A new five-year study of nearly 1,600 patients finds that genetic testing can help determine the safest dose of the blood thinner warfarin, with fewer side effects, in patients undergoing joint replacement surgery.
Researchers in the national study, which included clinicians from Intermountain Healthcare, found that when doctors dose according to a patient’s genetic makeup when prescribing warfarin, a blood thinner commonly prescribed to prevent life-threatening blood clots, the numbers of adverse side effects like hemorrhage are significantly decreased.
Warfarin is a commonly prescribed, very effective anticlotting medicine — but it’s often associated with adverse complications and each patient requires a different dosage to achieve the desired treatment effect.
That unique dosing is based in part on an individual’s genetics, and great interest exists in understanding whether an individual’s genetics can guide how to best prescribe warfarin to reach the optimal therapeutic range.
The five-year study among patients having an elective hip or knee replacement was coordinated at Washington University in St. Louis, and was performed at Intermountain Medical Center, Hospital for Special Surgery in New York, Washington University, University of Utah, Rush University Medical Center, and the University of Texas Southwestern.
Researchers say study findings from the GIFT study (Genetics Informatics Trial of Warfarin to Prevent Deep Venous Thrombosis) are significant. Compared to patients who received a standard dose, patients who received genetically-dosed warfarin had a 27 percent reduction in complications.
Specifically, their major bleeding was reduced by 75 percent, the incidence of excessive international normalized ratios was reduced by about 30 percent, and blood clots occurred 15 percent less often. No patients died during the study.
“In 2017, what I think GIFT shows us is that when we give warfarin based on an individual’s genes, we can reduce their risk for adverse outcomes compared to using a standardized approach,” Woller says. “What’s uncertain now is how that observation can be pragmatically adopted clinically to provide cost-effective care.”
The findings from the GIFT study are published in the Journal of the American Medical Association, and could be used immediately. Since 2007, the Food and Drug Administration has included language in its warfarin packaging that encourages the use of genetic guidance, if it’s available.
“Differences can be identified by looking at a patient’s genetic makeup, and specifically at the genes that are responsible for the liver’s metabolism of the drug,” says Scott Woller, MD, co-director of the Thrombosis Program at Intermountain Medical Center and principal investigator for Intermountain Healthcare.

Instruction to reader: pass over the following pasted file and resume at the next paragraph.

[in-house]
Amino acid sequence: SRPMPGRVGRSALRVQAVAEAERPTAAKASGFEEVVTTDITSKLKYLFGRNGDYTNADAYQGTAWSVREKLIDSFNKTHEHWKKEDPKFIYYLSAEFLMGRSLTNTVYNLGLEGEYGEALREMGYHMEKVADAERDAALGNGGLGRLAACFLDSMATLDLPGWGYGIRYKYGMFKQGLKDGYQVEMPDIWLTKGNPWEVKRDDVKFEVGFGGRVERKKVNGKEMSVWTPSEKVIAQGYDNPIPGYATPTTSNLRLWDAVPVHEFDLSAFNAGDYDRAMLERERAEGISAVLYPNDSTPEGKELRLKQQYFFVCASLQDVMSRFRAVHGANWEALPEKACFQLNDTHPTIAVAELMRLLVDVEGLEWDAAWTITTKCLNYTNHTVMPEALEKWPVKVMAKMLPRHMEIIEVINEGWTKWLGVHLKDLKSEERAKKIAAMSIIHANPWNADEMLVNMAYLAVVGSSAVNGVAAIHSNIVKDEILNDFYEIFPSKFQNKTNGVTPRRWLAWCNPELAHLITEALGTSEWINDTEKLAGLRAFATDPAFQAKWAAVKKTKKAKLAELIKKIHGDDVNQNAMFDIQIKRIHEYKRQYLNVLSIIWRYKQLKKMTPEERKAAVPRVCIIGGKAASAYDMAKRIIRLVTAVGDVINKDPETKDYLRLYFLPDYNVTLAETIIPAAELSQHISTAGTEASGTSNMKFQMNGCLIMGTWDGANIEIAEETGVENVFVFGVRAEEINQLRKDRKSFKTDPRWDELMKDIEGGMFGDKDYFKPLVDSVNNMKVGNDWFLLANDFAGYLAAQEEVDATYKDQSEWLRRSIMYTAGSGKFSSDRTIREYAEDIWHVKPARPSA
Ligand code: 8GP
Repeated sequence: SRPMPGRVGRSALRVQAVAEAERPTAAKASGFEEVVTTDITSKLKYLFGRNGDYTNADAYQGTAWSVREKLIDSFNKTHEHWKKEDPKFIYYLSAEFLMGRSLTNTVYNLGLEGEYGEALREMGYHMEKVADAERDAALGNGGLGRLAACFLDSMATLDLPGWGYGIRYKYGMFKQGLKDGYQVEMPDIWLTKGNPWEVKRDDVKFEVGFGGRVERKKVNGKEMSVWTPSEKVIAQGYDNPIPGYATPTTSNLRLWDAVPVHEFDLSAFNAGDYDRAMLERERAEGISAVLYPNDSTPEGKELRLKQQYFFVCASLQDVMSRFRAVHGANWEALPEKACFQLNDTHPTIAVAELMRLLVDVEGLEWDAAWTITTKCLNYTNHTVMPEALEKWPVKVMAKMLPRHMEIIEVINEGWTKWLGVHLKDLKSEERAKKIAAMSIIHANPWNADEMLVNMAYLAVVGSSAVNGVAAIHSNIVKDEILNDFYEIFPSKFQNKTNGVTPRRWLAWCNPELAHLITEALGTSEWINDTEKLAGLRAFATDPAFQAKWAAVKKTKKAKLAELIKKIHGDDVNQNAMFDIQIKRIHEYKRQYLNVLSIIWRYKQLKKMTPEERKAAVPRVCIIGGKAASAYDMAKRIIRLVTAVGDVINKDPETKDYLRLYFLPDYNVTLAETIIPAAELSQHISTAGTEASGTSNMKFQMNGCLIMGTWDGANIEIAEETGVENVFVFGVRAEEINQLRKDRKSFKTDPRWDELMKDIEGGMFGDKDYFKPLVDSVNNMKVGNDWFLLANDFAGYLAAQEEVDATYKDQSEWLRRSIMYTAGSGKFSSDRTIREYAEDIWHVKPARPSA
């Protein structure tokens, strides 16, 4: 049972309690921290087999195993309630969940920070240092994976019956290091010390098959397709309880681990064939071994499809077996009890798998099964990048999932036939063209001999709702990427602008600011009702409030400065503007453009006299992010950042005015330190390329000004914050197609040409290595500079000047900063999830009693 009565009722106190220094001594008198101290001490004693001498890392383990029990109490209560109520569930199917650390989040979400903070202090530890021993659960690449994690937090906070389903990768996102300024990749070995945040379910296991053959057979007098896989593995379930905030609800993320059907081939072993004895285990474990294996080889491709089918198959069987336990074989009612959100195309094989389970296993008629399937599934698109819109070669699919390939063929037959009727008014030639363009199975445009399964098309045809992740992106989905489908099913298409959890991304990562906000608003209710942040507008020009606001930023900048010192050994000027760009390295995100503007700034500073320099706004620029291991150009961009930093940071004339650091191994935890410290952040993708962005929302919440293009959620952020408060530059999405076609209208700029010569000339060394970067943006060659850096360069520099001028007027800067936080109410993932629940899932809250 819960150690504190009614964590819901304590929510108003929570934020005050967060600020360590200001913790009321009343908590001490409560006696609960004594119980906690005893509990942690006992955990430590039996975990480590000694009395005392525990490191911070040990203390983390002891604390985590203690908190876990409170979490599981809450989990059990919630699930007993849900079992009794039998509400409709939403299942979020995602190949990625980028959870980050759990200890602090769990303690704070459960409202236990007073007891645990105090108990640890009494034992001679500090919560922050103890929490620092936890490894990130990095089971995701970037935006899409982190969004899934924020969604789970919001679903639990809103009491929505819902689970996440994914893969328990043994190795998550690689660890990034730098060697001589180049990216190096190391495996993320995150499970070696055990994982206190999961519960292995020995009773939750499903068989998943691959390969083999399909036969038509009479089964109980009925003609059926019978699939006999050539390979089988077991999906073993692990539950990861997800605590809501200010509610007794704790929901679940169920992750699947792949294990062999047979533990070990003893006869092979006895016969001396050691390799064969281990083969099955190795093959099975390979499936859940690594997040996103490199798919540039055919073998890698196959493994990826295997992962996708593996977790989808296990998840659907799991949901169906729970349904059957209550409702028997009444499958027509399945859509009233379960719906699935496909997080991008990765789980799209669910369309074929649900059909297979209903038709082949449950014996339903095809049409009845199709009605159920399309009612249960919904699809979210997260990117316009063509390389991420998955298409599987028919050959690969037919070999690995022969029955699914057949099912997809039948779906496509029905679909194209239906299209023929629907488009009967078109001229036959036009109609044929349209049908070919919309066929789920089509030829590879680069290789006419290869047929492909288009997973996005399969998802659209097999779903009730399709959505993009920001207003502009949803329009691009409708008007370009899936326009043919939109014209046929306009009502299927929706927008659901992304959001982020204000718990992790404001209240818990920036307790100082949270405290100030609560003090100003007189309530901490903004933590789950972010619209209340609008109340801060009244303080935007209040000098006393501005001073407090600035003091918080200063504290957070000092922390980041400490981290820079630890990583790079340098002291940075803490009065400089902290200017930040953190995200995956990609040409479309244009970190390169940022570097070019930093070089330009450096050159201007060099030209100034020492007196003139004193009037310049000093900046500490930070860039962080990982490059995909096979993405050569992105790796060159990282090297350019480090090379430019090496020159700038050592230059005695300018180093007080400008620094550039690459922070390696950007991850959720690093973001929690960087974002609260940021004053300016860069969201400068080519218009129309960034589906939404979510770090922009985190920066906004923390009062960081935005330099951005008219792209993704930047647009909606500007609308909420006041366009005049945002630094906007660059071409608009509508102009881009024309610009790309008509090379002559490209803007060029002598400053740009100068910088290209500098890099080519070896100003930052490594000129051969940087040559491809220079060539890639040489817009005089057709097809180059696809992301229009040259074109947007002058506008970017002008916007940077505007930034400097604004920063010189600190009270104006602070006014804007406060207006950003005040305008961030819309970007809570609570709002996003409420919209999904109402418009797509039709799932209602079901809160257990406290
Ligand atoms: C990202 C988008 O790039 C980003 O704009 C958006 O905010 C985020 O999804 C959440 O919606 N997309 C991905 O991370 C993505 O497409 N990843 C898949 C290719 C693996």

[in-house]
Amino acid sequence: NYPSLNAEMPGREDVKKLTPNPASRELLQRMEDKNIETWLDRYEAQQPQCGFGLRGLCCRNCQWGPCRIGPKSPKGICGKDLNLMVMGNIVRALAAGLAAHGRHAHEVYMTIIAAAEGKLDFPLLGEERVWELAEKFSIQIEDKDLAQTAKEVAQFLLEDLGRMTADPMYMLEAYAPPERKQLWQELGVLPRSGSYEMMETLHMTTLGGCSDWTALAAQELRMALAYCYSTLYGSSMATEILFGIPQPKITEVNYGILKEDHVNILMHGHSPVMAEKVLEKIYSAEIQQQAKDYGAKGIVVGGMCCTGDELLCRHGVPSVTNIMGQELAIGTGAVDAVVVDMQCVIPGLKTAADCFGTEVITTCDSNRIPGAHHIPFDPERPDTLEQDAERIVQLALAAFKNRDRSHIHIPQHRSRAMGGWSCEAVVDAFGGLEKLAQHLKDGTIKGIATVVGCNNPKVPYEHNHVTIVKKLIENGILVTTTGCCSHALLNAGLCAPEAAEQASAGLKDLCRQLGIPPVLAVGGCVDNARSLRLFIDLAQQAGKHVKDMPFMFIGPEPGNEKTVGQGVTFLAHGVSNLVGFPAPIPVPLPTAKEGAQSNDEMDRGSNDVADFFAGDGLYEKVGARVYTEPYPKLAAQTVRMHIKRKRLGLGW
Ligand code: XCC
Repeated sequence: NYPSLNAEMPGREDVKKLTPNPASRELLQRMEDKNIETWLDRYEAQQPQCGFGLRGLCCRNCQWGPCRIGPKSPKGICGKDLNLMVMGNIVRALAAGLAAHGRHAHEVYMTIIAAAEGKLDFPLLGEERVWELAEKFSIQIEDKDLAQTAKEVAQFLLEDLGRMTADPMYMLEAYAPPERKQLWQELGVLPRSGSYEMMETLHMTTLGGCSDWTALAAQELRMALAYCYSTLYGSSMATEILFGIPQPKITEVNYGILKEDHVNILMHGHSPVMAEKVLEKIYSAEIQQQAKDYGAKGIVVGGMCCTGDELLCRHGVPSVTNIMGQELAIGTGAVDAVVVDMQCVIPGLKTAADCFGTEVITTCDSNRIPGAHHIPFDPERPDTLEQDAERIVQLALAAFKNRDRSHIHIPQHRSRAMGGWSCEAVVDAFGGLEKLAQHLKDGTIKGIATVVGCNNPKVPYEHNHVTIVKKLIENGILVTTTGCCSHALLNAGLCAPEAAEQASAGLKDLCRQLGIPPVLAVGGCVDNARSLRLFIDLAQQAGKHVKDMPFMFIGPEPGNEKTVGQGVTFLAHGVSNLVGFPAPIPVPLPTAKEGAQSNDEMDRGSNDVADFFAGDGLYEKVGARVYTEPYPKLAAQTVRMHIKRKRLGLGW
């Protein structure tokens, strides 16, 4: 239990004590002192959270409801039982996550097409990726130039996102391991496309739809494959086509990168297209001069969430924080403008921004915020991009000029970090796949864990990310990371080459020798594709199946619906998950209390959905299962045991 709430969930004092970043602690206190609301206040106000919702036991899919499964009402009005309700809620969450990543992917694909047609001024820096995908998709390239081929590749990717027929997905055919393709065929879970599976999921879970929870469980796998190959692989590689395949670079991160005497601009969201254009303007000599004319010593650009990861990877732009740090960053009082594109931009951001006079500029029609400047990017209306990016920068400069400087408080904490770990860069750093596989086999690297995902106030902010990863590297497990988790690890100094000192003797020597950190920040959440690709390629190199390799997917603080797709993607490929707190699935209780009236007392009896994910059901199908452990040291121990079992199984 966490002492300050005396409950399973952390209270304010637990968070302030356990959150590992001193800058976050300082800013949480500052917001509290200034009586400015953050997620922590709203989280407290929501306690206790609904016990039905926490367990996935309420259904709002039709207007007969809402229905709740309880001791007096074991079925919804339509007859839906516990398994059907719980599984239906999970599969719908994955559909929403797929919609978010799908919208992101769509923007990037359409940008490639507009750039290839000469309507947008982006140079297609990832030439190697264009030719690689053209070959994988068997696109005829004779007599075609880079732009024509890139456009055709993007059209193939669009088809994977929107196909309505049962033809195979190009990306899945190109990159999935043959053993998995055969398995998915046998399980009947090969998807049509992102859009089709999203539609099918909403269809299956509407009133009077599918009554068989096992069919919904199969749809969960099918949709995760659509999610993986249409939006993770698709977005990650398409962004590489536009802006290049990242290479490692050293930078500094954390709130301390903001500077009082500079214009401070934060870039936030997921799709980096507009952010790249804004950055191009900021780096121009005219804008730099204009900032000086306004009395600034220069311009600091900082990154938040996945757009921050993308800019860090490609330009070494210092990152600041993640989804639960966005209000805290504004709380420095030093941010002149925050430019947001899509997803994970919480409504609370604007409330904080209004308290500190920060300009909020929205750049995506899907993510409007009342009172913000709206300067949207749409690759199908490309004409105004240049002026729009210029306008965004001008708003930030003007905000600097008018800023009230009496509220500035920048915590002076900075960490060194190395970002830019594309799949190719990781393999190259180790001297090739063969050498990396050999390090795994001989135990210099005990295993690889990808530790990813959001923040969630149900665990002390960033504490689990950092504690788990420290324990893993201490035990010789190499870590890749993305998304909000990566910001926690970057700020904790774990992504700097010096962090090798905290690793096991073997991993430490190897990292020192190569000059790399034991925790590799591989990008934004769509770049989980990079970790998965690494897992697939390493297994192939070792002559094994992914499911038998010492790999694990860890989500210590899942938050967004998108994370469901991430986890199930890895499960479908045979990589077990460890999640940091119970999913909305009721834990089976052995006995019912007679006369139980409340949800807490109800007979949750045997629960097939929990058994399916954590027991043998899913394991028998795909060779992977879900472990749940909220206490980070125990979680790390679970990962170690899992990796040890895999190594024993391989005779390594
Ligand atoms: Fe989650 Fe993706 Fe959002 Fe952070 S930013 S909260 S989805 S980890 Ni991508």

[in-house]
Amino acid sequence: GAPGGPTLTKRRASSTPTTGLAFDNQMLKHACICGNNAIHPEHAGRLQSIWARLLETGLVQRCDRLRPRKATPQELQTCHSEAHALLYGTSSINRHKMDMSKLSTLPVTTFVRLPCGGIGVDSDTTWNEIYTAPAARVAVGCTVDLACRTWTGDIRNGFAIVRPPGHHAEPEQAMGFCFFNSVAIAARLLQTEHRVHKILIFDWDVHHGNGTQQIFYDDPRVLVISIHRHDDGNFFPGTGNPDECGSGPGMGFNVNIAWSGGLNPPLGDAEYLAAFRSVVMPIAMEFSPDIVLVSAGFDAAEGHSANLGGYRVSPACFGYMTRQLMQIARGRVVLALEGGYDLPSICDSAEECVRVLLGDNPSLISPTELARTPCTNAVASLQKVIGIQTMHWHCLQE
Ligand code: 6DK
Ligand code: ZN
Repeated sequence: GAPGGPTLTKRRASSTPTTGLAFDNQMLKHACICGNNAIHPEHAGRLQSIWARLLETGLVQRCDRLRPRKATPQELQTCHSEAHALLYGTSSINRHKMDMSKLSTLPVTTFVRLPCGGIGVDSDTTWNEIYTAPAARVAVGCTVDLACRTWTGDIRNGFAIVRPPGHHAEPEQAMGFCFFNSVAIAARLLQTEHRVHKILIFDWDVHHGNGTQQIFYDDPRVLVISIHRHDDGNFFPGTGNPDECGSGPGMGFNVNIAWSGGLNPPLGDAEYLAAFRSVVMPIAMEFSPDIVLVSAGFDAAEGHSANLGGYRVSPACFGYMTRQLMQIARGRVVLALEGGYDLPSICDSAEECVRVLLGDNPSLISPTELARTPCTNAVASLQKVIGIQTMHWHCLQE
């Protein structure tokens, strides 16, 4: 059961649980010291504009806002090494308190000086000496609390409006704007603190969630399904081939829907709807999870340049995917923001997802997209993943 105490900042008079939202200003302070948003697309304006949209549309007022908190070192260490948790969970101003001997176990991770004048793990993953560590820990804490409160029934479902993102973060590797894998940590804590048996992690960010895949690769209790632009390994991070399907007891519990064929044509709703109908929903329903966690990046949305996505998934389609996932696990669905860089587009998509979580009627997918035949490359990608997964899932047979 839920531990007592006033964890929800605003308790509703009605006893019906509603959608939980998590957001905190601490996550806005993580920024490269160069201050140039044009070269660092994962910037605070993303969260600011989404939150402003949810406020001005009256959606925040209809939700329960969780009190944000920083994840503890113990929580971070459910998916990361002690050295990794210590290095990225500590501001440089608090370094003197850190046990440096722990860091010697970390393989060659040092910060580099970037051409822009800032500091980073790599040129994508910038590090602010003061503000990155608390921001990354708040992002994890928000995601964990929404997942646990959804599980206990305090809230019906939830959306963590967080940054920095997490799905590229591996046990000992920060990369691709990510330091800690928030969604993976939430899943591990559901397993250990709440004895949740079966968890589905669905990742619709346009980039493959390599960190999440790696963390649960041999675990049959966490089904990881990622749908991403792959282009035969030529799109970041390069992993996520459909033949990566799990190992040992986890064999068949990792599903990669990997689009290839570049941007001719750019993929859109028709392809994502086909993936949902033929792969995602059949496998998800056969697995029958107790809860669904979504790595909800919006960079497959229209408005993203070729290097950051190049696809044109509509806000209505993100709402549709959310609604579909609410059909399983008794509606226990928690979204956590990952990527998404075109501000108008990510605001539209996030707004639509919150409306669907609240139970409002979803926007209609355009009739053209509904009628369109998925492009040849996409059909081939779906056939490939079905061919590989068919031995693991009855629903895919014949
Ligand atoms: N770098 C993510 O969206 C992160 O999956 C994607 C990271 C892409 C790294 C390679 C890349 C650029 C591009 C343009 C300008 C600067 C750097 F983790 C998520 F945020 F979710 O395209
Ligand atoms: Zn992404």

Researchers studied nearly 1,600 individuals age 65 and older undergoing an elective hip or knee replacement surgery. They found that tailoring the warfarin dosage to fit the individual’s genome resulted in reductions in four negative outcomes: Occurrence of a blood clot, major bleeding, an international normalized ratio reading greater than 4, and death. The international normalized ratio is the laboratory test used to assess warfarin’s effect, and the desirable range for patients after hip or knee replacement is 2-3.
Patients in the trial were randomly assigned to one of two groups. One group received warfarin dosing based on standard factors such as age, height, and weight. The second group was dosed based on these clinical factors, plus genetic variants.
Previous studies have shown how the various genetic differences, called polymorphisms, affect the metabolism of warfarin, Woller says.
He notes that Brian F. Gage, MD, MSc, of Washington University, principal investigator for the entire GIFT study, played a significant role with other researchers in creating an algorithm that uses an individual’s genetics to prescribe a more precise personalized dose of warfarin. The algorithm weighs individual patient characteristics, such as gender, weight, age and race, as well as one’s genetics.
Woller said it’s important to understand that the dose that will put a patient in the 2-3 international normalized ratio therapeutic range can vary greatly: Some patients require just 0.5 mg of warfarin a day, while others might require 15 to 20 mg a day.
“If we can identify the person who requires 0.5 mg, we’ll start by giving them a low dose and it’s less likely we’ll overshoot,” he says. “Likewise for the patient who requires 20 mg, we’ll avoid lower dosing initially. Rather, we’d start by giving them significantly more because we know their stable warfarin dose will be higher.”
“The challenge has always been cost-effectiveness, because you need to do genotyping on an individual and historically that hasn’t been cheap,” says Woller. “The day may come when patients go to the doctor, have their blood pressure taken, and then a cheek swab is used to genotype their whole genome. The information would be available in the future, if they needed warfarin to protect against blood clots or to guide the dosing of antibiotics dependent on genetics for metabolism, for example, or to assess personal risk for breast cancer.”